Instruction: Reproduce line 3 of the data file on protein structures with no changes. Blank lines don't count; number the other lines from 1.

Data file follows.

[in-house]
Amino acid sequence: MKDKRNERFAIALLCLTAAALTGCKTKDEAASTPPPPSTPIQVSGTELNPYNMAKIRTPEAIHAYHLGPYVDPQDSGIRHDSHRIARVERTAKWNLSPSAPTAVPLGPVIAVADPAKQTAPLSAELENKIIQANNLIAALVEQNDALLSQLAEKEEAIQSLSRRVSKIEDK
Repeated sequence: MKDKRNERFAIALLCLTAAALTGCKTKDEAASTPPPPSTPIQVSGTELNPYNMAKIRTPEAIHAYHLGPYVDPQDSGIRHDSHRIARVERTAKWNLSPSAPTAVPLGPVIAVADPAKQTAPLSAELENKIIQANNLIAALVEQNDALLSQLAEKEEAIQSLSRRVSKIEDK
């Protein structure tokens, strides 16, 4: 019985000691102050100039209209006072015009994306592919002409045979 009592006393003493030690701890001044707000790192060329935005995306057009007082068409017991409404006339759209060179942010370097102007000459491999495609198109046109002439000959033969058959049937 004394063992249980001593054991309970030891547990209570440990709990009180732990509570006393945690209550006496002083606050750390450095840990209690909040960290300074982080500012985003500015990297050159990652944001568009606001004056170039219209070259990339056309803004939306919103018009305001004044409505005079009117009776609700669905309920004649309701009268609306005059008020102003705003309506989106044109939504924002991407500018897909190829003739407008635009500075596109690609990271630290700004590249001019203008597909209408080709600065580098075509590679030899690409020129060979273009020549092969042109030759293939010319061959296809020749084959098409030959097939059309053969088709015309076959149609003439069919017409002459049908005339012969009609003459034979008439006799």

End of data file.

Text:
Repeated sequence: MKDKRNERFAIALLCLTAAALTGCKTKDEAASTPPPPSTPIQVSGTELNPYNMAKIRTPEAIHAYHLGPYVDPQDSGIRHDSHRIARVERTAKWNLSPSAPTAVPLGPVIAVADPAKQTAPLSAELENKIIQANNLIAALVEQNDALLSQLAEKEEAIQSLSRRVSKIEDK